Drought leaves 20 000 without water in KZN

Another water service authority in KwaZulu-Natal, uThukela District Municipality, has been declared a disaster area in terms of the Disaster Management Act due to lack of rainfall.

The crisis is said to affect more than 20 000 people in the area, Ladysmith Gazette reported.

The impact of the drought conditions continues to grow at lndaka Local Municipality, as Oliphantskop Dam dries out daily. In the past seven days, the bottom of the dam (basin) has been extremely exposed.

The situation has prompted the leadership of uThukela District to conduct briefing meetings with the councillors, traditional leaders, community development workers and community representatives to discuss the drought crisis in the area.

The pumps have been switched off to prevent pumping out mud that might damage them. To further compound the situation attributed to the drought, the fish in the dam are now dying and causing huge problems, as their rotting bodies contaminate the remaining water.

This might cause even more complications if rain is not received, and subsequently the source will have to be cleaned to clear any poison as a result of dead fish prior to supplying water from this source to communities.

“What we need right now is rain to replenish our rivers and dams. We must all play our part to conserve water during this trying time,” said uThukela District Mayor Dudu Mazibuko.

Water restrictions will be implemented immediately across the district to ensure that everyone has water, even if the taps have run dry in some areas and that some degree of potable water supply is maintained.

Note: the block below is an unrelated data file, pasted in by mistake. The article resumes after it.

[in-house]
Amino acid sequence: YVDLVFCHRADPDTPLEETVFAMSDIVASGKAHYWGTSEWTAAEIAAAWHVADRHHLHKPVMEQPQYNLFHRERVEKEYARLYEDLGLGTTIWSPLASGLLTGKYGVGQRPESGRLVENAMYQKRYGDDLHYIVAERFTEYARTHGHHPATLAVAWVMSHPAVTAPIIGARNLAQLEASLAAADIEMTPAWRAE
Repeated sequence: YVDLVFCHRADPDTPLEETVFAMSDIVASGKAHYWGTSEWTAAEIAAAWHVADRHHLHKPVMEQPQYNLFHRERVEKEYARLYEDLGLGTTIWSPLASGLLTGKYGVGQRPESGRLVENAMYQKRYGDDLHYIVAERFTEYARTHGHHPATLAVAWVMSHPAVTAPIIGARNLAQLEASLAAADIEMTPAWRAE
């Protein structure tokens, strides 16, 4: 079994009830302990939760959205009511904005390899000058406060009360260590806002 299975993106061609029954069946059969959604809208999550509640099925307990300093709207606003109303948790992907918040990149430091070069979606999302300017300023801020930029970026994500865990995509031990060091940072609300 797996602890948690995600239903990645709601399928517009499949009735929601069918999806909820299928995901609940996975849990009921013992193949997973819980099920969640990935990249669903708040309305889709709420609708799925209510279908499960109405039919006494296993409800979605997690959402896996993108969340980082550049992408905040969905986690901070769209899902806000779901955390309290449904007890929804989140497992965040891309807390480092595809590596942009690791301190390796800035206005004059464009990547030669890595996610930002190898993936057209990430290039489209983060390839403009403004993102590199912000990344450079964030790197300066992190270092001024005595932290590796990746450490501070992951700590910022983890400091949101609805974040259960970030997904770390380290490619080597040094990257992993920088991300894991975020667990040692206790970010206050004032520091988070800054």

Plans are in place to supply water through water tankers in the affected areas.

In July, uThungulu District in KwaZulu-Natal implemented level 3 water restrictions in the surrounding areas as water levels at dams and other sources continued to drop daily.

Authorities called the situation “dire”, as level 3 restrictions required a 70% cut in water usage by the agricultural sector, 30% by domestic users and 10% by industry.

Apart from poor rainfall over the last two years, weak infrastructure has been blamed for the current water shortages in the province.

A recent study by the University of Stellenbosch revealed that up to 40% of water in the province was being lost due to leaking pipes as well as other weaknesses within the water supply system.

“The water we lose to leaks, illegal connections, vandalism and lack of operations maintenance is unacceptable,” the minister for water and sanitation, Nomvula Mokonyane, said.

– Caxton News Service




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